In this type of turbine, all of the blading revolves (rather than only half the blades as in most turbines) - one half revolves in one direction and the other half in the other, so that the relative speeds of the two sets of blading is doubled and achieves a closer approximation to the correct relation of the speed of steam and blading than is possible in the conventional type. A necessary result of this arrangement is that a Ljungstrom turbine has two output shafts, one for each set of blades. In the case of turbine generators, this incurs the cost of two generators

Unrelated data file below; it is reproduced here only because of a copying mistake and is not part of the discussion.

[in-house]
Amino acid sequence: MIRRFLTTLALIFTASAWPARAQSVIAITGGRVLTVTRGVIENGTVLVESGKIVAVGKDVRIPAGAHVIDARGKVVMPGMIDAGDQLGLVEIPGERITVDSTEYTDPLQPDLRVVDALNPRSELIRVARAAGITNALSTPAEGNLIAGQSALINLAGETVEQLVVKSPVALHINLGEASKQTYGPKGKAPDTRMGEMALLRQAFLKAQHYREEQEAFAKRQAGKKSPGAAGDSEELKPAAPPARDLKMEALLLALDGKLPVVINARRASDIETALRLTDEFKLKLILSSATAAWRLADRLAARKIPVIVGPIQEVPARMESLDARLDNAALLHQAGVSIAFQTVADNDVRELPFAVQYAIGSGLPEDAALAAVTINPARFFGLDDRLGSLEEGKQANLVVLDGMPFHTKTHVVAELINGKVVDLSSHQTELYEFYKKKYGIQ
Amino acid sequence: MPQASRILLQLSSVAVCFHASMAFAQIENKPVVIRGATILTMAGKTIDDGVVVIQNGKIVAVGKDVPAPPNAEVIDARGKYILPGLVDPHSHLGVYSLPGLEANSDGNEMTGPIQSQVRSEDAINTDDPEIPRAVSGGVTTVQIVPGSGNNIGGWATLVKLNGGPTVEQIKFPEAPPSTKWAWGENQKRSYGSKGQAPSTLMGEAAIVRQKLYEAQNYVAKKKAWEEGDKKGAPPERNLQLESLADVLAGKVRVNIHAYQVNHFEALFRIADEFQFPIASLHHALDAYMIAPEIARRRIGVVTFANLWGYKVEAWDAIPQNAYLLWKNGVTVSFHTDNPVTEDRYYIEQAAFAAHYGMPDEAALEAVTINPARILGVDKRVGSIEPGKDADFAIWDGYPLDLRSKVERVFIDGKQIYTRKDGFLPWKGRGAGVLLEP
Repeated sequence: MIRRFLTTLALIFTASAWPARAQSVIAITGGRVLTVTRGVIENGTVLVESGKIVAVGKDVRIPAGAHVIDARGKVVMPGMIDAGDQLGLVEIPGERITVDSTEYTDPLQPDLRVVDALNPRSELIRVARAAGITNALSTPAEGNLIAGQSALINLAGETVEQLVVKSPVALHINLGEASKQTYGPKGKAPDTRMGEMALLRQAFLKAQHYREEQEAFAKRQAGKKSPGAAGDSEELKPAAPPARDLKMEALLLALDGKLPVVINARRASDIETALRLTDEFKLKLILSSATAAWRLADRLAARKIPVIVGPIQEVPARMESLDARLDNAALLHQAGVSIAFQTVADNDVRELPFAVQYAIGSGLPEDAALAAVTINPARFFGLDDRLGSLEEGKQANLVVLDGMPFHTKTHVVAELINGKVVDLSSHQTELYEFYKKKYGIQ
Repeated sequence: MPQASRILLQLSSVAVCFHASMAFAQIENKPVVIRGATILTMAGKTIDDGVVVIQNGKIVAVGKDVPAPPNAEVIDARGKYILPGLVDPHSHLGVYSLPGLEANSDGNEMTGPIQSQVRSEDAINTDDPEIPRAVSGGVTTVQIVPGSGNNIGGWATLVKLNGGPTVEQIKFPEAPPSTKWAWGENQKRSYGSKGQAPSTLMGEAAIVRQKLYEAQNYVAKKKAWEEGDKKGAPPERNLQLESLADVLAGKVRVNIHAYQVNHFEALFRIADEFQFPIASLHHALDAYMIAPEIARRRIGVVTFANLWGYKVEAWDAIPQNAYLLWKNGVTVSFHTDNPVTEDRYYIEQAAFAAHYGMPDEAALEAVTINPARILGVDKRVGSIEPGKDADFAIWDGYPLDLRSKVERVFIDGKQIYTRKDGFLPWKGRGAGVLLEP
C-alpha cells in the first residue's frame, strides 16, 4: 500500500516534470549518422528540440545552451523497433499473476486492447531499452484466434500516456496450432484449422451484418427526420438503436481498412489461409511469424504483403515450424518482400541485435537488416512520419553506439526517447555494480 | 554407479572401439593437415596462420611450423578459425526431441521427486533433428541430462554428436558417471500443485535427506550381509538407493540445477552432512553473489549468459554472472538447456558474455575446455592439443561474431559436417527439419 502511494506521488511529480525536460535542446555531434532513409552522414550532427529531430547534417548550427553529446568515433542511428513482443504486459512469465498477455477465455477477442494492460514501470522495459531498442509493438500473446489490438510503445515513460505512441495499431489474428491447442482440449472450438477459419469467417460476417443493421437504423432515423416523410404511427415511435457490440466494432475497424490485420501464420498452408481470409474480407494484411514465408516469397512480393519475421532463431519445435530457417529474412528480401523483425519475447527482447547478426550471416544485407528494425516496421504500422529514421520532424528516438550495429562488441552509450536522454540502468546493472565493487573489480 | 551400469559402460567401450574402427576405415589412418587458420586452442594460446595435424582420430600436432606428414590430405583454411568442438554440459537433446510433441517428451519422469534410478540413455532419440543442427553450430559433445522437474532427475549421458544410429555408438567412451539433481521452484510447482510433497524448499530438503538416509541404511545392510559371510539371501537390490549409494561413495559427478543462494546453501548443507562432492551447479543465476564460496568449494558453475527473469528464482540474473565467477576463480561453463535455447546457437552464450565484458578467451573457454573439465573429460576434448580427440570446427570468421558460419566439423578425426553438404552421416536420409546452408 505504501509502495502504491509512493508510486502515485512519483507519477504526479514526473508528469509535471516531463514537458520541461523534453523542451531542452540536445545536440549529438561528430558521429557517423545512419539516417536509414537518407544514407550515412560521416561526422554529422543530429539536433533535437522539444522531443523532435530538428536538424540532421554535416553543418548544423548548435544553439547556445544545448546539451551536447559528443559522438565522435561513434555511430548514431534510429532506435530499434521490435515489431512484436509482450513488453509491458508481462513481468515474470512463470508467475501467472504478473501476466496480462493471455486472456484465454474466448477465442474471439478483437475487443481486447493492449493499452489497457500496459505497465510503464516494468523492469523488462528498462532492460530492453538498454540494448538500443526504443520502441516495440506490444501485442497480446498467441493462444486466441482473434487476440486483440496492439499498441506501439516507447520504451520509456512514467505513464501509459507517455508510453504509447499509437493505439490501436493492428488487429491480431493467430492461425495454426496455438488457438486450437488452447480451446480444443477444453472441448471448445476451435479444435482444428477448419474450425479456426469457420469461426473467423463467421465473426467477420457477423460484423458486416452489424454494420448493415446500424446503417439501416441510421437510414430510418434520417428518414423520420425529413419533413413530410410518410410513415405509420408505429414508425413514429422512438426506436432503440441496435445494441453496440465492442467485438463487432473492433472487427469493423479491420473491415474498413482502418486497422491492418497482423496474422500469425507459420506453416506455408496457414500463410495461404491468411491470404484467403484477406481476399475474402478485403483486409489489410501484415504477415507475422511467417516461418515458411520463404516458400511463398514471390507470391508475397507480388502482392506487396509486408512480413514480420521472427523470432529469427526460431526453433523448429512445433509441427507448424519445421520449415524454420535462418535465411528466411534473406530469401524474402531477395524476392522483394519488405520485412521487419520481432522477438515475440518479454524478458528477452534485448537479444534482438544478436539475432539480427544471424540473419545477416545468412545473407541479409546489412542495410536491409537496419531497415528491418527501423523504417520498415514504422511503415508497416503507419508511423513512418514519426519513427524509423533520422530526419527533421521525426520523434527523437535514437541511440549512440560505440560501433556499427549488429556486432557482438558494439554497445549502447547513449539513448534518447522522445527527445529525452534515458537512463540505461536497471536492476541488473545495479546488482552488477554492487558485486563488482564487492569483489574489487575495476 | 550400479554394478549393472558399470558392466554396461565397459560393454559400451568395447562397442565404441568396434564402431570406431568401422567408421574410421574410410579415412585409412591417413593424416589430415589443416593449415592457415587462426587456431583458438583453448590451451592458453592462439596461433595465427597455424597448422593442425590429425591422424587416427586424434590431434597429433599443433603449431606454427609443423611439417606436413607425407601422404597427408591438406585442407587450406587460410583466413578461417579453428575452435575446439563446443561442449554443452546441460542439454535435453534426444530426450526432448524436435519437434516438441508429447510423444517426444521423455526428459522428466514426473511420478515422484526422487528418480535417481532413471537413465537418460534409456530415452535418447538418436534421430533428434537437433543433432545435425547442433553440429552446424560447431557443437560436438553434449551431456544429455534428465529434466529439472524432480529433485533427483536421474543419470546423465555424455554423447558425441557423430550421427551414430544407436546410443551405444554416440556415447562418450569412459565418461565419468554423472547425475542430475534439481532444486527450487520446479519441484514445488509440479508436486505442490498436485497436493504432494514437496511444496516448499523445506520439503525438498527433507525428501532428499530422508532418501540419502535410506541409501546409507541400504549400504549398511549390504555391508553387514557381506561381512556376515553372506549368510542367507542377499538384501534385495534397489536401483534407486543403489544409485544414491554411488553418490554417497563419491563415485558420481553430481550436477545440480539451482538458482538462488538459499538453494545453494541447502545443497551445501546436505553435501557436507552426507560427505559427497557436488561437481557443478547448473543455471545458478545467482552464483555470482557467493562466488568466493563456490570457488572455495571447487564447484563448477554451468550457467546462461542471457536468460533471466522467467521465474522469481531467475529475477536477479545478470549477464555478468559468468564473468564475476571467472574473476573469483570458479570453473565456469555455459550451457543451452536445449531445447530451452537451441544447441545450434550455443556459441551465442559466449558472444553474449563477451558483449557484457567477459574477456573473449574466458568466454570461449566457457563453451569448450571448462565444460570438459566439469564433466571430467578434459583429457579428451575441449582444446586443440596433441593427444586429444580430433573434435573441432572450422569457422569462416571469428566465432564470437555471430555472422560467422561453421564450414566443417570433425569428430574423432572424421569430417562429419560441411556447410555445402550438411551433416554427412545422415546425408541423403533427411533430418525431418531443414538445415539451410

Compared with conventional turbines, having blades located in stators, Ljungström turbines had considerable advantages in minising transient distortion and internal clearance changes during temperature changes. This meant that load could be applied much more quickly, ideal for peak lopping. On the downside, their construction was complex and demanded extensive precision machining, and assembly and dismantling were much more difficult than with conventional turbines. Also, the maximum blade allowable length was smaller than with conventional turbines, so where longer blades were needed they had to be accommodated in conventional axial flows.
The turbines were manufactured in Sweden by Svenska Turbinfabriks Aktiebolaget Ljungström, and later manufactured under licence overseas by companies including the Brush Electrical Engineering Co and Gio. Ansaldo and Co.
Sources of Information
- The Engineer 1918/05/07